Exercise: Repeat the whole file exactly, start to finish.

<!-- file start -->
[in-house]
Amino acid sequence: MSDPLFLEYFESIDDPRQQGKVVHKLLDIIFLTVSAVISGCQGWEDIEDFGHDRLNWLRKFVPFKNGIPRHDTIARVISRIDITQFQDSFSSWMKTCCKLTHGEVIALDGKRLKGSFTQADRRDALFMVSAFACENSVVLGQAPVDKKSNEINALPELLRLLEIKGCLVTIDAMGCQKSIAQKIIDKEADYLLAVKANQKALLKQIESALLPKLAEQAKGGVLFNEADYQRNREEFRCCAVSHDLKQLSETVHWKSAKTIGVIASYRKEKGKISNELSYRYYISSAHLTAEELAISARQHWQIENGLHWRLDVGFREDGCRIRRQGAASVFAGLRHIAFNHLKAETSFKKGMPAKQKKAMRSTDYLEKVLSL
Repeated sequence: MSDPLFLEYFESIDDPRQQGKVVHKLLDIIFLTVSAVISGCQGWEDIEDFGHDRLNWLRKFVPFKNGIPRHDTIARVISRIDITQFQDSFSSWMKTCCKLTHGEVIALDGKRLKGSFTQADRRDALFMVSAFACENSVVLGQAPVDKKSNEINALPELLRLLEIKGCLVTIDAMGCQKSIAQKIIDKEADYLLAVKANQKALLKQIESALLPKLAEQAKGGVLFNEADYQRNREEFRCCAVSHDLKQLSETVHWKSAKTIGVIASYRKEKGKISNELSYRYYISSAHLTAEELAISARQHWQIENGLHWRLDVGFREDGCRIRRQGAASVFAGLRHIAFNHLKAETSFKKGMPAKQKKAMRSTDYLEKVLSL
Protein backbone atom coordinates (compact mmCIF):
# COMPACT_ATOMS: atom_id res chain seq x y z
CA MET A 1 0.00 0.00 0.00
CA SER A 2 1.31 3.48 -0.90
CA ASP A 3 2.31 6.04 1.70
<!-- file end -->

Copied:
[in-house]
Amino acid sequence: MSDPLFLEYFESIDDPRQQGKVVHKLLDIIFLTVSAVISGCQGWEDIEDFGHDRLNWLRKFVPFKNGIPRHDTIARVISRIDITQFQDSFSSWMKTCCKLTHGEVIALDGKRLKGSFTQADRRDALFMVSAFACENSVVLGQAPVDKKSNEINALPELLRLLEIKGCLVTIDAMGCQKSIAQKIIDKEADYLLAVKANQKALLKQIESALLPKLAEQAKGGVLFNEADYQRNREEFRCCAVSHDLKQLSETVHWKSAKTIGVIASYRKEKGKISNELSYRYYISSAHLTAEELAISARQHWQIENGLHWRLDVGFREDGCRIRRQGAASVFAGLRHIAFNHLKAETSFKKGMPAKQKKAMRSTDYLEKVLSL
Repeated sequence: MSDPLFLEYFESIDDPRQQGKVVHKLLDIIFLTVSAVISGCQGWEDIEDFGHDRLNWLRKFVPFKNGIPRHDTIARVISRIDITQFQDSFSSWMKTCCKLTHGEVIALDGKRLKGSFTQADRRDALFMVSAFACENSVVLGQAPVDKKSNEINALPELLRLLEIKGCLVTIDAMGCQKSIAQKIIDKEADYLLAVKANQKALLKQIESALLPKLAEQAKGGVLFNEADYQRNREEFRCCAVSHDLKQLSETVHWKSAKTIGVIASYRKEKGKISNELSYRYYISSAHLTAEELAISARQHWQIENGLHWRLDVGFREDGCRIRRQGAASVFAGLRHIAFNHLKAETSFKKGMPAKQKKAMRSTDYLEKVLSL
Protein backbone atom coordinates (compact mmCIF):
# COMPACT_ATOMS: atom_id res chain seq x y z
CA MET A 1 0.00 0.00 0.00
CA SER A 2 1.31 3.48 -0.90
CA ASP A 3 2.31 6.04 1.70